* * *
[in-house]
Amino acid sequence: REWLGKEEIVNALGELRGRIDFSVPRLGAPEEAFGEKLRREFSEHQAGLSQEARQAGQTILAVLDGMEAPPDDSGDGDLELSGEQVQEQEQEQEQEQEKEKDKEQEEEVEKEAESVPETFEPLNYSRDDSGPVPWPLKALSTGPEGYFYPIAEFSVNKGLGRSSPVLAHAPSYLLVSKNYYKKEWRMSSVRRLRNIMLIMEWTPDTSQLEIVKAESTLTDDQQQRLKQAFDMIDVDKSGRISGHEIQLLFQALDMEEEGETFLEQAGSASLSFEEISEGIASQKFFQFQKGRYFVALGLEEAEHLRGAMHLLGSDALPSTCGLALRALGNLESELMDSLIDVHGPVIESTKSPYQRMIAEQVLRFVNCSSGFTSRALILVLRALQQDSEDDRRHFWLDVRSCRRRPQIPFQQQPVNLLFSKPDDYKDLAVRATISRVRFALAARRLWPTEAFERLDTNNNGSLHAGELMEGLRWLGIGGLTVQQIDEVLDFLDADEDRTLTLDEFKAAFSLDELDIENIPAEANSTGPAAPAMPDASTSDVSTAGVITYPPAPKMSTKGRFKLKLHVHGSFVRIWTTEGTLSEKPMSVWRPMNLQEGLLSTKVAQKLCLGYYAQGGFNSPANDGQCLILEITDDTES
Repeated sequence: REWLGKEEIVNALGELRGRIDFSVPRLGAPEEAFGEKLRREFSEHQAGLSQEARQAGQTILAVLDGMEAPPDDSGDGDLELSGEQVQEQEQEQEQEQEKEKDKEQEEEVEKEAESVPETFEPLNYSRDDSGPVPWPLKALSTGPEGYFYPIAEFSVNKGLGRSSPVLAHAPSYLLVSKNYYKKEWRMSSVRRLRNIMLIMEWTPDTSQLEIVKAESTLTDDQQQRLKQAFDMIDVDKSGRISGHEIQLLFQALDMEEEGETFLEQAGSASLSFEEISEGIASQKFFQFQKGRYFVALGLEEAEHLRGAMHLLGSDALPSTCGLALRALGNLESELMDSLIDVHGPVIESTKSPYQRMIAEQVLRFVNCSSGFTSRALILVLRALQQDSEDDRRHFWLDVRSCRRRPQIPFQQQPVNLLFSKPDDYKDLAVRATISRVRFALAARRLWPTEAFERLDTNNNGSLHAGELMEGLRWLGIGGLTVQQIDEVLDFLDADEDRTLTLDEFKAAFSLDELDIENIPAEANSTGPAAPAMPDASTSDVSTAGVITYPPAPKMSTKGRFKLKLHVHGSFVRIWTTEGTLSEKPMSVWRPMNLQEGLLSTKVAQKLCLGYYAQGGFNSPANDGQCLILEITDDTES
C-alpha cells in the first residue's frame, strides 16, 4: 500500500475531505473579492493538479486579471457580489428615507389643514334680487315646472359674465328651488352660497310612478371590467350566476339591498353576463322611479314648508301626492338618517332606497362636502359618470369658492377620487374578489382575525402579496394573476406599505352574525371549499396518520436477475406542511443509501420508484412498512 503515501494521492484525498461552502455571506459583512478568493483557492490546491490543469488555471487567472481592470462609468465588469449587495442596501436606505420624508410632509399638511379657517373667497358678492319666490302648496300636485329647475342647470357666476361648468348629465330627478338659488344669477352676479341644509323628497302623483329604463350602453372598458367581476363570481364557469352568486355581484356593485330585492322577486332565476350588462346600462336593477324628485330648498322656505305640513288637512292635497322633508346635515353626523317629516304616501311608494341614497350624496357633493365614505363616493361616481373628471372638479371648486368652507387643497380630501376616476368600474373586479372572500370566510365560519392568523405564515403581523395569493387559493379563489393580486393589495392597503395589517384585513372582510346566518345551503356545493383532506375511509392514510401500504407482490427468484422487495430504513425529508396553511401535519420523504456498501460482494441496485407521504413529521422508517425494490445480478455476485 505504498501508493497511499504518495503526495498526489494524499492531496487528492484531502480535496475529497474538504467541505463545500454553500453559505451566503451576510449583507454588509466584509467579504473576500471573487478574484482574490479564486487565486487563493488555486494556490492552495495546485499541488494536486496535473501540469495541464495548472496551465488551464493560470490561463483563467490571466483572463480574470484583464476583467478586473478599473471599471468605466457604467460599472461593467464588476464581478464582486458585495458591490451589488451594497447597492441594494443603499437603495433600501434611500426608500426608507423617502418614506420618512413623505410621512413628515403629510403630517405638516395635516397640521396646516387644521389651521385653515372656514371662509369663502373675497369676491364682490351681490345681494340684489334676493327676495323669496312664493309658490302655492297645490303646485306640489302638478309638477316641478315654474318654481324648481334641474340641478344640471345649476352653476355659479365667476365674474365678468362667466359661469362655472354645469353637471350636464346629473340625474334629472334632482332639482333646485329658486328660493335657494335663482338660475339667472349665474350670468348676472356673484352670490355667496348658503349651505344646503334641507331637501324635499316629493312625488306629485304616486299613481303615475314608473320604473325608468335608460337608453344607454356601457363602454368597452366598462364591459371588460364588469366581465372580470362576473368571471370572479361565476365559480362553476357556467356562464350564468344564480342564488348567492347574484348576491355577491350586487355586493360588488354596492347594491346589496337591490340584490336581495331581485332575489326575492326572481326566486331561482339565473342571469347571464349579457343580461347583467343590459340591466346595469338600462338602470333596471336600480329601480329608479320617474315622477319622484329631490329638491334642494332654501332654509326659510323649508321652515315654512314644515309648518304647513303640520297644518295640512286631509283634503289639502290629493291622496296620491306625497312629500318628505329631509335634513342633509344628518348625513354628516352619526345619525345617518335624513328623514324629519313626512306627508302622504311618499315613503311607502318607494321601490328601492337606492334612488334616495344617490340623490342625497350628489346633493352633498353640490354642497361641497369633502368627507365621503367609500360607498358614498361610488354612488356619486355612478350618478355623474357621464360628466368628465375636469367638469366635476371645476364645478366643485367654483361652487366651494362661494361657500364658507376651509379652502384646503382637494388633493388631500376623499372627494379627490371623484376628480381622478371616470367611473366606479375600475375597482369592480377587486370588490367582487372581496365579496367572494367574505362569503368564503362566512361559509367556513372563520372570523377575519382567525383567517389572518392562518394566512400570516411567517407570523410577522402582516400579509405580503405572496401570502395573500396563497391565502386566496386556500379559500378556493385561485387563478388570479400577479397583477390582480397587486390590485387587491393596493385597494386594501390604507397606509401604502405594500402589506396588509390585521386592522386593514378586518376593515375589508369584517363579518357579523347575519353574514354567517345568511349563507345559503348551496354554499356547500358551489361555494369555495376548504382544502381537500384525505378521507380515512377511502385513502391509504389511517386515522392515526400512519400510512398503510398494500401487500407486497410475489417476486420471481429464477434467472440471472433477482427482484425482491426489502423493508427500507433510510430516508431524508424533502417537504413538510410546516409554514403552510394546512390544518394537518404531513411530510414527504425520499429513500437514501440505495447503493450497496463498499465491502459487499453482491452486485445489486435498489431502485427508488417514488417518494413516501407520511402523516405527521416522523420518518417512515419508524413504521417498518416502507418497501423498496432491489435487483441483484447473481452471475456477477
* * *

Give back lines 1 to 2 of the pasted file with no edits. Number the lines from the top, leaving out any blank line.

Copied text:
[in-house]
Amino acid sequence: REWLGKEEIVNALGELRGRIDFSVPRLGAPEEAFGEKLRREFSEHQAGLSQEARQAGQTILAVLDGMEAPPDDSGDGDLELSGEQVQEQEQEQEQEQEKEKDKEQEEEVEKEAESVPETFEPLNYSRDDSGPVPWPLKALSTGPEGYFYPIAEFSVNKGLGRSSPVLAHAPSYLLVSKNYYKKEWRMSSVRRLRNIMLIMEWTPDTSQLEIVKAESTLTDDQQQRLKQAFDMIDVDKSGRISGHEIQLLFQALDMEEEGETFLEQAGSASLSFEEISEGIASQKFFQFQKGRYFVALGLEEAEHLRGAMHLLGSDALPSTCGLALRALGNLESELMDSLIDVHGPVIESTKSPYQRMIAEQVLRFVNCSSGFTSRALILVLRALQQDSEDDRRHFWLDVRSCRRRPQIPFQQQPVNLLFSKPDDYKDLAVRATISRVRFALAARRLWPTEAFERLDTNNNGSLHAGELMEGLRWLGIGGLTVQQIDEVLDFLDADEDRTLTLDEFKAAFSLDELDIENIPAEANSTGPAAPAMPDASTSDVSTAGVITYPPAPKMSTKGRFKLKLHVHGSFVRIWTTEGTLSEKPMSVWRPMNLQEGLLSTKVAQKLCLGYYAQGGFNSPANDGQCLILEITDDTES